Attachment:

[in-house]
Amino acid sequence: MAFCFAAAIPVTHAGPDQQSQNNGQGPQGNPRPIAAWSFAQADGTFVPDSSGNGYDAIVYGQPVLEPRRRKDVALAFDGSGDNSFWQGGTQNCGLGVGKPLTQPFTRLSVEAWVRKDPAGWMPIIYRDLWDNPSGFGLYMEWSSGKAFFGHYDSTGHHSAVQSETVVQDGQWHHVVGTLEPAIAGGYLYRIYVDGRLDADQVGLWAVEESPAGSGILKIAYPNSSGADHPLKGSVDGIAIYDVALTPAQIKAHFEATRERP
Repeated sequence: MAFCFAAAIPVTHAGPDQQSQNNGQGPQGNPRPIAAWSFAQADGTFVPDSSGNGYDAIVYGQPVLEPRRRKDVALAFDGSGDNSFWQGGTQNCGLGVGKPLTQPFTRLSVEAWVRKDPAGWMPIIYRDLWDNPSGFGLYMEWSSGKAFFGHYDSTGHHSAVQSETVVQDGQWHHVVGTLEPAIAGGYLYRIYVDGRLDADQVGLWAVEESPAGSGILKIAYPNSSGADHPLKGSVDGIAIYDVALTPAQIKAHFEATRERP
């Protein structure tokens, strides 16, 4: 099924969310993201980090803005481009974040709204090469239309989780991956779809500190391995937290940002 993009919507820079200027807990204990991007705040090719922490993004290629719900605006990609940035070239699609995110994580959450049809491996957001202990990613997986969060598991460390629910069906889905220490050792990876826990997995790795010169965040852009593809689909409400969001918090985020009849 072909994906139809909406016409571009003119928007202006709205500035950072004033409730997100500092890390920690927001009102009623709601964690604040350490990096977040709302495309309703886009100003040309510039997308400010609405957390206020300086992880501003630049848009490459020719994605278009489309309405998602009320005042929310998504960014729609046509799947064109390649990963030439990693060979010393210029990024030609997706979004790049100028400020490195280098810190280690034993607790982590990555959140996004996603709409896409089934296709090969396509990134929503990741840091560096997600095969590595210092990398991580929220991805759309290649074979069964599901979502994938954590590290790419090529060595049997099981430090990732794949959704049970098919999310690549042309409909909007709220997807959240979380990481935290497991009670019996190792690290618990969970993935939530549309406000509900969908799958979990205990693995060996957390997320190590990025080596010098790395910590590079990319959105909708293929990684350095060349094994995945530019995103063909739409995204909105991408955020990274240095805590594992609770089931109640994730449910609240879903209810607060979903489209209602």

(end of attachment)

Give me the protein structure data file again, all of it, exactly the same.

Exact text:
[in-house]
Amino acid sequence: MAFCFAAAIPVTHAGPDQQSQNNGQGPQGNPRPIAAWSFAQADGTFVPDSSGNGYDAIVYGQPVLEPRRRKDVALAFDGSGDNSFWQGGTQNCGLGVGKPLTQPFTRLSVEAWVRKDPAGWMPIIYRDLWDNPSGFGLYMEWSSGKAFFGHYDSTGHHSAVQSETVVQDGQWHHVVGTLEPAIAGGYLYRIYVDGRLDADQVGLWAVEESPAGSGILKIAYPNSSGADHPLKGSVDGIAIYDVALTPAQIKAHFEATRERP
Repeated sequence: MAFCFAAAIPVTHAGPDQQSQNNGQGPQGNPRPIAAWSFAQADGTFVPDSSGNGYDAIVYGQPVLEPRRRKDVALAFDGSGDNSFWQGGTQNCGLGVGKPLTQPFTRLSVEAWVRKDPAGWMPIIYRDLWDNPSGFGLYMEWSSGKAFFGHYDSTGHHSAVQSETVVQDGQWHHVVGTLEPAIAGGYLYRIYVDGRLDADQVGLWAVEESPAGSGILKIAYPNSSGADHPLKGSVDGIAIYDVALTPAQIKAHFEATRERP
């Protein structure tokens, strides 16, 4: 099924969310993201980090803005481009974040709204090469239309989780991956779809500190391995937290940002 993009919507820079200027807990204990991007705040090719922490993004290629719900605006990609940035070239699609995110994580959450049809491996957001202990990613997986969060598991460390629910069906889905220490050792990876826990997995790795010169965040852009593809689909409400969001918090985020009849 072909994906139809909406016409571009003119928007202006709205500035950072004033409730997100500092890390920690927001009102009623709601964690604040350490990096977040709302495309309703886009100003040309510039997308400010609405957390206020300086992880501003630049848009490459020719994605278009489309309405998602009320005042929310998504960014729609046509799947064109390649990963030439990693060979010393210029990024030609997706979004790049100028400020490195280098810190280690034993607790982590990555959140996004996603709409896409089934296709090969396509990134929503990741840091560096997600095969590595210092990398991580929220991805759309290649074979069964599901979502994938954590590290790419090529060595049997099981430090990732794949959704049970098919999310690549042309409909909007709220997807959240979380990481935290497991009670019996190792690290618990969970993935939530549309406000509900969908799958979990205990693995060996957390997320190590990025080596010098790395910590590079990319959105909708293929990684350095060349094994995945530019995103063909739409995204909105991408955020990274240095805590594992609770089931109640994730449910609240879903209810607060979903489209209602």